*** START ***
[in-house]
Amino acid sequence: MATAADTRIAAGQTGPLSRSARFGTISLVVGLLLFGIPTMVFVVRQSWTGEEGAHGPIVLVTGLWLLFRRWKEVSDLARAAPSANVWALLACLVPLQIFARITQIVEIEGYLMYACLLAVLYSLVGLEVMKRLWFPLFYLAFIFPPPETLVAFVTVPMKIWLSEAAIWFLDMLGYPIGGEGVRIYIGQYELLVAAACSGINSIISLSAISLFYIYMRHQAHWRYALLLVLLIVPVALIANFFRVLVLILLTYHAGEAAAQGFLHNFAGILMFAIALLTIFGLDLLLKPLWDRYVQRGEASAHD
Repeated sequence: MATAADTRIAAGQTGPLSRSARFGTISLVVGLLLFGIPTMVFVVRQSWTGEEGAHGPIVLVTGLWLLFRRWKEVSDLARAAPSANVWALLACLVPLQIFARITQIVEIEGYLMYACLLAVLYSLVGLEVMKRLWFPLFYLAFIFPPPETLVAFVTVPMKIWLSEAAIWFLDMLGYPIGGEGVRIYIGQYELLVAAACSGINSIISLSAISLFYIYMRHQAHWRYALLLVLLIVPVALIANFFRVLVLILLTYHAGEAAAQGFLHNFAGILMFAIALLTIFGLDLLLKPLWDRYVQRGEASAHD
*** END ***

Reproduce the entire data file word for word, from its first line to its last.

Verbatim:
[in-house]
Amino acid sequence: MATAADTRIAAGQTGPLSRSARFGTISLVVGLLLFGIPTMVFVVRQSWTGEEGAHGPIVLVTGLWLLFRRWKEVSDLARAAPSANVWALLACLVPLQIFARITQIVEIEGYLMYACLLAVLYSLVGLEVMKRLWFPLFYLAFIFPPPETLVAFVTVPMKIWLSEAAIWFLDMLGYPIGGEGVRIYIGQYELLVAAACSGINSIISLSAISLFYIYMRHQAHWRYALLLVLLIVPVALIANFFRVLVLILLTYHAGEAAAQGFLHNFAGILMFAIALLTIFGLDLLLKPLWDRYVQRGEASAHD
Repeated sequence: MATAADTRIAAGQTGPLSRSARFGTISLVVGLLLFGIPTMVFVVRQSWTGEEGAHGPIVLVTGLWLLFRRWKEVSDLARAAPSANVWALLACLVPLQIFARITQIVEIEGYLMYACLLAVLYSLVGLEVMKRLWFPLFYLAFIFPPPETLVAFVTVPMKIWLSEAAIWFLDMLGYPIGGEGVRIYIGQYELLVAAACSGINSIISLSAISLFYIYMRHQAHWRYALLLVLLIVPVALIANFFRVLVLILLTYHAGEAAAQGFLHNFAGILMFAIALLTIFGLDLLLKPLWDRYVQRGEASAHD